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Marlins 5, Rays 4: Rays' Home-Cooking Underdone, Team Chokes

'Tis better to have won than lost than never to have won at all.

Kim Klement-USA TODAY Sports

I don't have a ton to say about the game tonight. You all saw it, you all pretty much know what the problems are.  I had been planning a sort of rock opera where each act would correspond to each inning, but the only play that really speaks to me for tonight is "Death of a Salesman," and not just because of the terrible news about Don Zimmer, RIP.

<iframe src="" frameborder="0" scrolling="no" height="450" width = "450" style="border:1px solid black;"></iframe><br /><span style="font-size:9pt;">Source: <a href="">FanGraphs</a></span>

Take a look at the past eight (now nine) losses and you'll notice that they all have quite a bit in common. Someone (I want to say it was Maddon) said that what wins games are pitching, defense, and timely hitting. All three equal a win, but you can sometimes win with two. Tonight, the Rays had nothing. The pitching was spotty, the defense was game-breaking, and the hitting was maddeningly inconsistent.

The Pitching

This was arguably the best part of the night for the Rays, depending on how much faith you put into box scores. David Price went 7.1 innings, and allowed 9 hits, 11 strikeouts, and 1 earned run. Unfortunately, the scorekeepers don't really care if most of the runs you give up are unearned. They'll count all the same. In the first inning, Price struck out the first two batters but gave up a double to Giancarlo Stanton and a single to Casey McGehee. Marlins up 1-0. In the terrible, horrible, no good, very bad third inning, Price gave up four runs, none of which were earned, and these would be enough to put the Marlins over the top.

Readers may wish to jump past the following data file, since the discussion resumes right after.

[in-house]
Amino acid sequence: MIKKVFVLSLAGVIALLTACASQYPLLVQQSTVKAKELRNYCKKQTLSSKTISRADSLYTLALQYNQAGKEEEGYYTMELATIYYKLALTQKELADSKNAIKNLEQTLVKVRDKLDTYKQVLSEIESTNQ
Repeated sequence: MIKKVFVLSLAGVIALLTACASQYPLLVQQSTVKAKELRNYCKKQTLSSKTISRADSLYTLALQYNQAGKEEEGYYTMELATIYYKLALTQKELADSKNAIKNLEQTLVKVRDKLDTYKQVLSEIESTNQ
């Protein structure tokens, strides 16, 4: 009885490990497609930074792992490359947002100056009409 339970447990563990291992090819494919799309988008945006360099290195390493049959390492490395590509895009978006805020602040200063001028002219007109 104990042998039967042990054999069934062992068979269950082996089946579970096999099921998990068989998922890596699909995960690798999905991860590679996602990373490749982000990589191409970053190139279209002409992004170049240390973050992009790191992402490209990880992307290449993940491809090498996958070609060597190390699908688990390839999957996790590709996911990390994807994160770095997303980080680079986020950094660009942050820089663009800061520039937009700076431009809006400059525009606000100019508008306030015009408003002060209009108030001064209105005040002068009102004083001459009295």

Other than these two innings, Price pitched pretty well. Giving up a third-inning single to Jeff Mathis, he retired the last 14 he faced, before allowing an eighth (!) inning single to Marcell Ozuna and was pulled by Joe Maddon for Brad Boxberger. He and Juan Carlos Oviedo closed out the game and added three more strikeouts to give the Marlins 14 total strikeouts.

The Defense

That third inning. Oh God, that inning.

Price got the second out of the inning on a comebacker to the pitcher's mound that cut down Ed Lucas. With two outs and runners on second and third, Evan Longoria booted a ball and allowed a second run to score. It was ruled an error and an unearned run.On the next pitch, Price gave up a three-run homer to Donovan Solano, who had hit five home runs in his major league career up to that point. Yeesh. None of those four runs were earned, but they still happened, and the Rays would be in a hole that they couldn't crawl out of.

The Teases Hitting

In the first, the Rays seemed destined for a good game, finally. Back-to-back home runs by Zobrist and Longoria put the Rays up 3-1 early, and opposing pitcher Tom Koehler seemed shaky. But that would be much of the action for the night. Except for the eighth, the Rays either stranded a runner or hit into a double play. In the ninth inning, a double by Kiermaier (who I am really excited to see more of) off of Steve Cishek put runners on second and third with no outs. Then Jose Molina walked, which I thought was some kind of wonderful, wonderful cosmic sign. DeJesus grounded out to score a runner, and Zobrist grounded out to first. The Marlins walked Longoria to bring up Late-Inning Lightning Loney, but he popped out to end the game. Rays lose 5-4.

Like I said, I'm finding it harder and harder to find anything different or unique about the last week of losses. The unholy trinity of unfortunate starting pitching performances, cruddy defense, and impotent hitting showed up again, which has rapidly been becoming the Rays Way of late. The Rays try to salvage a win in the Citrus Series tomorrow, when Jake Odorizzi faces off against Jacob Turner.